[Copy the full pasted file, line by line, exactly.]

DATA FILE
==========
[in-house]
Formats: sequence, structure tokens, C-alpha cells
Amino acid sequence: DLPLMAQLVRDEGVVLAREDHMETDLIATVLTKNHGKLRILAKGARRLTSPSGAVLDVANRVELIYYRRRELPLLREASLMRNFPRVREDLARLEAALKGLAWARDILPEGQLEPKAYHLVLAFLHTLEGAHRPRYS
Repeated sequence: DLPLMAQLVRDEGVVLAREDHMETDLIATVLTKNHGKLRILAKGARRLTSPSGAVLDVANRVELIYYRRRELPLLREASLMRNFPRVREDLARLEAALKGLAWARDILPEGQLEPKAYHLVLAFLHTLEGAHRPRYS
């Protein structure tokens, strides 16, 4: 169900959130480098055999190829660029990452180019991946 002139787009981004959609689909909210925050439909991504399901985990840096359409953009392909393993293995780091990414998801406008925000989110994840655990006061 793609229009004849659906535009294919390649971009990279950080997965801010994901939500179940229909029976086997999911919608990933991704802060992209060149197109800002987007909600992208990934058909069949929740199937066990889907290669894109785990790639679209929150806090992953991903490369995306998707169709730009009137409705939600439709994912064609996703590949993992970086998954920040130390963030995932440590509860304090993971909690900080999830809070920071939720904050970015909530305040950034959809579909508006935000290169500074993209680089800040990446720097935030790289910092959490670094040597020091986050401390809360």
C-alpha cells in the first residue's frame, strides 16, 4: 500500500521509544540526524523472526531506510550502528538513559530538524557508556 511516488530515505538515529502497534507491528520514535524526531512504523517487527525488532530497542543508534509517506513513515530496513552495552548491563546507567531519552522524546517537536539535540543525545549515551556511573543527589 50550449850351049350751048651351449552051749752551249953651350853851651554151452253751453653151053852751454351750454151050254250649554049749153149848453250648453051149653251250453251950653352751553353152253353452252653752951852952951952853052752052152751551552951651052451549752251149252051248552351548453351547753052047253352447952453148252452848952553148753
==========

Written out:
[in-house]
Formats: sequence, structure tokens, C-alpha cells
Amino acid sequence: DLPLMAQLVRDEGVVLAREDHMETDLIATVLTKNHGKLRILAKGARRLTSPSGAVLDVANRVELIYYRRRELPLLREASLMRNFPRVREDLARLEAALKGLAWARDILPEGQLEPKAYHLVLAFLHTLEGAHRPRYS
Repeated sequence: DLPLMAQLVRDEGVVLAREDHMETDLIATVLTKNHGKLRILAKGARRLTSPSGAVLDVANRVELIYYRRRELPLLREASLMRNFPRVREDLARLEAALKGLAWARDILPEGQLEPKAYHLVLAFLHTLEGAHRPRYS
């Protein structure tokens, strides 16, 4: 169900959130480098055999190829660029990452180019991946 002139787009981004959609689909909210925050439909991504399901985990840096359409953009392909393993293995780091990414998801406008925000989110994840655990006061 793609229009004849659906535009294919390649971009990279950080997965801010994901939500179940229909029976086997999911919608990933991704802060992209060149197109800002987007909600992208990934058909069949929740199937066990889907290669894109785990790639679209929150806090992953991903490369995306998707169709730009009137409705939600439709994912064609996703590949993992970086998954920040130390963030995932440590509860304090993971909690900080999830809070920071939720904050970015909530305040950034959809579909508006935000290169500074993209680089800040990446720097935030790289910092959490670094040597020091986050401390809360």
C-alpha cells in the first residue's frame, strides 16, 4: 500500500521509544540526524523472526531506510550502528538513559530538524557508556 511516488530515505538515529502497534507491528520514535524526531512504523517487527525488532530497542543508534509517506513513515530496513552495552548491563546507567531519552522524546517537536539535540543525545549515551556511573543527589 50550449850351049350751048651351449552051749752551249953651350853851651554151452253751453653151053852751454351750454151050254250649554049749153149848453250648453051149653251250453251950653352751553353152253353452252653752951852952951952853052752052152751551552951651052451549752251149252051248552351548453351547753052047253352447952453148252452848952553148753